On Friday, the world woke up to some shocking news. US President Donald Trump and First Lady Melania Trump have both tested positive for coronavirus.
The news throws a spanner into Trump's scheduled public appearances in the crucial final weeks of the 2020 Presidential election campaign. The positive test reports came just hours after the White House announced that senior aide Hope Hicks came down with the virus after traveling with the president several times this week.
Trump took to Twitter to announce the news, adding that he and Melania had instantly gone into quarantine and were currently in the process of recovery.
While the news brought forth an outpouring of good wishes and prayers on social media, many couldn't help but recall the time when Trump had gone viral for claiming that the coronavirus was a hoax. While some were sarcastic, others reproached him for calling coronavirus a "hoax" earlier in September and for his general overall attitude of downplaying the pandemic and the importance of wearing masks.
Yet others made memes. Within hours, there were thousands of tweets regarding the President's "hoax" comment under the #TrumpHasCovid hashtag.
But did Trump really call coronavirus a hoax?
Well, not exactly.
While the POTUS has on several occasions downplayed the severity of the pandemic by claiming it will go away in the hot weather and even refused to wear masks, he never actually said the words "coronavirus is a hoax". According to a fact-check conducted by the Associated Press, the rumour began after Democratic nominee Joe Biden tweeted a cleverly doctored video of Trump titled "Trump in public: 'Hoax.' Trump in private: 'Killer.'"
In the video, depicting Trump from the February 28 campaign rally in South Carolina, has him say the words, "The coronavirus — and this is their new hoax."
This was not actually what he said.
The accusation and selective video editing are misleading. At the rally featured in the video, Trump actually said the phrases “the coronavirus” and “this is their new hoax” at separate points. Although his meaning is difficult to discern, the broader context of his words shows he was railing against Democrats for their denunciations of his administration’s coronavirus response.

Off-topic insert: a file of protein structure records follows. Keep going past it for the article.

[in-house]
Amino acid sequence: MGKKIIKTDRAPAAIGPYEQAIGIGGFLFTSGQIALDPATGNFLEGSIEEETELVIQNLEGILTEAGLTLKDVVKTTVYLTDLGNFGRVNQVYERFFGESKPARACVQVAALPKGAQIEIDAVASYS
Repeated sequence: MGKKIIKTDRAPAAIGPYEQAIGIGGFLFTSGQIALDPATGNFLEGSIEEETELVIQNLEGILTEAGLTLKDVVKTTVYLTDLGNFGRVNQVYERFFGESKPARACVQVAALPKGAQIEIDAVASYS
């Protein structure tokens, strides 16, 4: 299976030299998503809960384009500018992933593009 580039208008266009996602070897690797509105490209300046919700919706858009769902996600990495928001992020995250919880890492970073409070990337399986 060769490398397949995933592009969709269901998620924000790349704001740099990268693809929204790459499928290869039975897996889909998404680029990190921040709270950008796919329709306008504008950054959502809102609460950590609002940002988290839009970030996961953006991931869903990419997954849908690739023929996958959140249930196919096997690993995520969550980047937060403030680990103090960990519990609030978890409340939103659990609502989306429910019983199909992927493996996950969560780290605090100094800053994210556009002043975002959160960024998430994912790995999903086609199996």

“Now the Democrats are politicizing the coronavirus,” he said. “You know that, right? Coronavirus. They’re politicizing it.” He meandered briefly to the subject of the messy Democratic primary in Iowa, then the Russia investigation before returning to the pandemic. “They tried the impeachment hoax. ... And this is their new hoax.”
Asked at a news conference the next day to clarify his remarks, Trump made clear he was not referring to the coronavirus itself as a hoax.
“No, no, no.” he said. ”‘Hoax’ referring to the action that they take to try and pin this on somebody because we’ve done such a good job. The hoax is on them, not -- I’m not talking about what’s happening here. I’m talking what they’re doing. That’s the hoax.”
He continued: “Certainly not referring to this. How could anybody refer to this? This is very serious stuff.”
The video’s reference to "Trump in private" calling the virus a "killer" is also misrepresented as it was not said in private. It came from his interview in April with author and journalist Bob Woodward, whose new book "Rage" contains Trump's acknowledgment that he was playing down the virus threat in public, so as to avoid panic.
But it was incorrect for Biden to suggest, as the video does, that Trump insisted the virus was a hoax before ultimately acknowledging to the author in April that it was deadly and serious.
That being said, Trump has on ample occasions resorted to spreading misinformation about the virus. ‘Miracle Cure’ to ‘Plandemic’, Trump has been the world’s biggest driver of misinformation on COVID, a study from Cornell University recently found.
Previously Trump had said that coronavirus will just "go away" without a vaccine. He also said that it will go away a lot faster because the US is just three or four weeks away from developing a vaccine.
"We're very close to having a vaccine. We're within weeks of getting it you know — could be three weeks, four weeks," he said.
Trump, 74, was last seen by reporters returning to the White House on Thursday evening and looked to be in good health.